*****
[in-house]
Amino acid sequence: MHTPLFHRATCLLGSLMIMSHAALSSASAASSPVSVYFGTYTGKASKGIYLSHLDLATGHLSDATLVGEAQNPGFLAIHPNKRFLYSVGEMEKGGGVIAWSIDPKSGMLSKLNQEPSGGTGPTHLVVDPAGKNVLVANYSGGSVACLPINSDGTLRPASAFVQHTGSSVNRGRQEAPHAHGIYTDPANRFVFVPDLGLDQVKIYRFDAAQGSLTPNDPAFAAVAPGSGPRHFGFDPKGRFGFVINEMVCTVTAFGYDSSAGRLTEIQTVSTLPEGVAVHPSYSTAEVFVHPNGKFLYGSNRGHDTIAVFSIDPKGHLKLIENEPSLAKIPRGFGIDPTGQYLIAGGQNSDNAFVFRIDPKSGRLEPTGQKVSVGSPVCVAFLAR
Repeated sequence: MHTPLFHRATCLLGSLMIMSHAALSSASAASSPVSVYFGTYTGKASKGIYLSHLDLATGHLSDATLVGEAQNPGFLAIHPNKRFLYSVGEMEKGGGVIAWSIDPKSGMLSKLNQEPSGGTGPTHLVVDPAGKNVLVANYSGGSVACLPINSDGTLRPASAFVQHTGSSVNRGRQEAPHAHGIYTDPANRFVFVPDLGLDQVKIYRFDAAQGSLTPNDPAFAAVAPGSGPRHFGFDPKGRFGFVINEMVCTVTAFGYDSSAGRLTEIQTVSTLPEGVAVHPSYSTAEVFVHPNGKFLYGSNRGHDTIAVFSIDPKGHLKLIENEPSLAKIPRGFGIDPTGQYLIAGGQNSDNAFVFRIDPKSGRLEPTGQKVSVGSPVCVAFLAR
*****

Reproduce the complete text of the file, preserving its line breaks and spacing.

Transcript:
[in-house]
Amino acid sequence: MHTPLFHRATCLLGSLMIMSHAALSSASAASSPVSVYFGTYTGKASKGIYLSHLDLATGHLSDATLVGEAQNPGFLAIHPNKRFLYSVGEMEKGGGVIAWSIDPKSGMLSKLNQEPSGGTGPTHLVVDPAGKNVLVANYSGGSVACLPINSDGTLRPASAFVQHTGSSVNRGRQEAPHAHGIYTDPANRFVFVPDLGLDQVKIYRFDAAQGSLTPNDPAFAAVAPGSGPRHFGFDPKGRFGFVINEMVCTVTAFGYDSSAGRLTEIQTVSTLPEGVAVHPSYSTAEVFVHPNGKFLYGSNRGHDTIAVFSIDPKGHLKLIENEPSLAKIPRGFGIDPTGQYLIAGGQNSDNAFVFRIDPKSGRLEPTGQKVSVGSPVCVAFLAR
Repeated sequence: MHTPLFHRATCLLGSLMIMSHAALSSASAASSPVSVYFGTYTGKASKGIYLSHLDLATGHLSDATLVGEAQNPGFLAIHPNKRFLYSVGEMEKGGGVIAWSIDPKSGMLSKLNQEPSGGTGPTHLVVDPAGKNVLVANYSGGSVACLPINSDGTLRPASAFVQHTGSSVNRGRQEAPHAHGIYTDPANRFVFVPDLGLDQVKIYRFDAAQGSLTPNDPAFAAVAPGSGPRHFGFDPKGRFGFVINEMVCTVTAFGYDSSAGRLTEIQTVSTLPEGVAVHPSYSTAEVFVHPNGKFLYGSNRGHDTIAVFSIDPKGHLKLIENEPSLAKIPRGFGIDPTGQYLIAGGQNSDNAFVFRIDPKSGRLEPTGQKVSVGSPVCVAFLAR